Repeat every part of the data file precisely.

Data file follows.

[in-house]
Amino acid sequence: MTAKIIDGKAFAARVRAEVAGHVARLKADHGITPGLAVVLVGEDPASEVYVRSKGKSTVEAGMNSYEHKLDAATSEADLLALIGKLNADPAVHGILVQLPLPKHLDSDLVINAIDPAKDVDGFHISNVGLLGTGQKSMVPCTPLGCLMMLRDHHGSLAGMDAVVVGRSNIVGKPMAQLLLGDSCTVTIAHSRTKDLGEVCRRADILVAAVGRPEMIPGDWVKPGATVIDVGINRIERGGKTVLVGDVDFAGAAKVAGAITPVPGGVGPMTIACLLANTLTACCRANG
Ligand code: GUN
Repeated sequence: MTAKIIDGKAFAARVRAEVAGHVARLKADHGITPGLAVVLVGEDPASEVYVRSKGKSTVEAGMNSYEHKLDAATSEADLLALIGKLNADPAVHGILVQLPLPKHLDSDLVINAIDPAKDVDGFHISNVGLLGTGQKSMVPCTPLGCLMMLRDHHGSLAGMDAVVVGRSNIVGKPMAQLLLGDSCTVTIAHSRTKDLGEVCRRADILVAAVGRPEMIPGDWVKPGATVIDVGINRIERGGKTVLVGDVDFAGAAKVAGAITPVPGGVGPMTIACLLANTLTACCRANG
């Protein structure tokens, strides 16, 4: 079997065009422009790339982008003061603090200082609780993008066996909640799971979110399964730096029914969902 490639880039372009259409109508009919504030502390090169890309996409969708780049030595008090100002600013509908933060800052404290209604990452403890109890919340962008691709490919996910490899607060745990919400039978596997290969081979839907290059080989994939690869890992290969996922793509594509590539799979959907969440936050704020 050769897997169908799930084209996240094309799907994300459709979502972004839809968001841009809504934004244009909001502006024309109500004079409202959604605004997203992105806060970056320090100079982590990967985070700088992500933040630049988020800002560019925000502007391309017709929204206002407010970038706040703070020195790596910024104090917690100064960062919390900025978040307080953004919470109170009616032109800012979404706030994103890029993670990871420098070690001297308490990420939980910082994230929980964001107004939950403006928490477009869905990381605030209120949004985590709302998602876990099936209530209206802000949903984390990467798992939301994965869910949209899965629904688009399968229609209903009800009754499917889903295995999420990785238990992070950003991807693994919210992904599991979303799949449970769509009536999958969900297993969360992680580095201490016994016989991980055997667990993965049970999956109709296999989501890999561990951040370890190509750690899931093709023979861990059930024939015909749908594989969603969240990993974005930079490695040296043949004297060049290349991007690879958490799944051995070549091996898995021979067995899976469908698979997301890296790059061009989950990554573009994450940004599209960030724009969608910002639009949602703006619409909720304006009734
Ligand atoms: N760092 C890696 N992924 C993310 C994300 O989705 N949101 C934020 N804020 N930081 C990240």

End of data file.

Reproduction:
[in-house]
Amino acid sequence: MTAKIIDGKAFAARVRAEVAGHVARLKADHGITPGLAVVLVGEDPASEVYVRSKGKSTVEAGMNSYEHKLDAATSEADLLALIGKLNADPAVHGILVQLPLPKHLDSDLVINAIDPAKDVDGFHISNVGLLGTGQKSMVPCTPLGCLMMLRDHHGSLAGMDAVVVGRSNIVGKPMAQLLLGDSCTVTIAHSRTKDLGEVCRRADILVAAVGRPEMIPGDWVKPGATVIDVGINRIERGGKTVLVGDVDFAGAAKVAGAITPVPGGVGPMTIACLLANTLTACCRANG
Ligand code: GUN
Repeated sequence: MTAKIIDGKAFAARVRAEVAGHVARLKADHGITPGLAVVLVGEDPASEVYVRSKGKSTVEAGMNSYEHKLDAATSEADLLALIGKLNADPAVHGILVQLPLPKHLDSDLVINAIDPAKDVDGFHISNVGLLGTGQKSMVPCTPLGCLMMLRDHHGSLAGMDAVVVGRSNIVGKPMAQLLLGDSCTVTIAHSRTKDLGEVCRRADILVAAVGRPEMIPGDWVKPGATVIDVGINRIERGGKTVLVGDVDFAGAAKVAGAITPVPGGVGPMTIACLLANTLTACCRANG
């Protein structure tokens, strides 16, 4: 079997065009422009790339982008003061603090200082609780993008066996909640799971979110399964730096029914969902 490639880039372009259409109508009919504030502390090169890309996409969708780049030595008090100002600013509908933060800052404290209604990452403890109890919340962008691709490919996910490899607060745990919400039978596997290969081979839907290059080989994939690869890992290969996922793509594509590539799979959907969440936050704020 050769897997169908799930084209996240094309799907994300459709979502972004839809968001841009809504934004244009909001502006024309109500004079409202959604605004997203992105806060970056320090100079982590990967985070700088992500933040630049988020800002560019925000502007391309017709929204206002407010970038706040703070020195790596910024104090917690100064960062919390900025978040307080953004919470109170009616032109800012979404706030994103890029993670990871420098070690001297308490990420939980910082994230929980964001107004939950403006928490477009869905990381605030209120949004985590709302998602876990099936209530209206802000949903984390990467798992939301994965869910949209899965629904688009399968229609209903009800009754499917889903295995999420990785238990992070950003991807693994919210992904599991979303799949449970769509009536999958969900297993969360992680580095201490016994016989991980055997667990993965049970999956109709296999989501890999561990951040370890190509750690899931093709023979861990059930024939015909749908594989969603969240990993974005930079490695040296043949004297060049290349991007690879958490799944051995070549091996898995021979067995899976469908698979997301890296790059061009989950990554573009994450940004599209960030724009969608910002639009949602703006619409909720304006009734
Ligand atoms: N760092 C890696 N992924 C993310 C994300 O989705 N949101 C934020 N804020 N930081 C990240």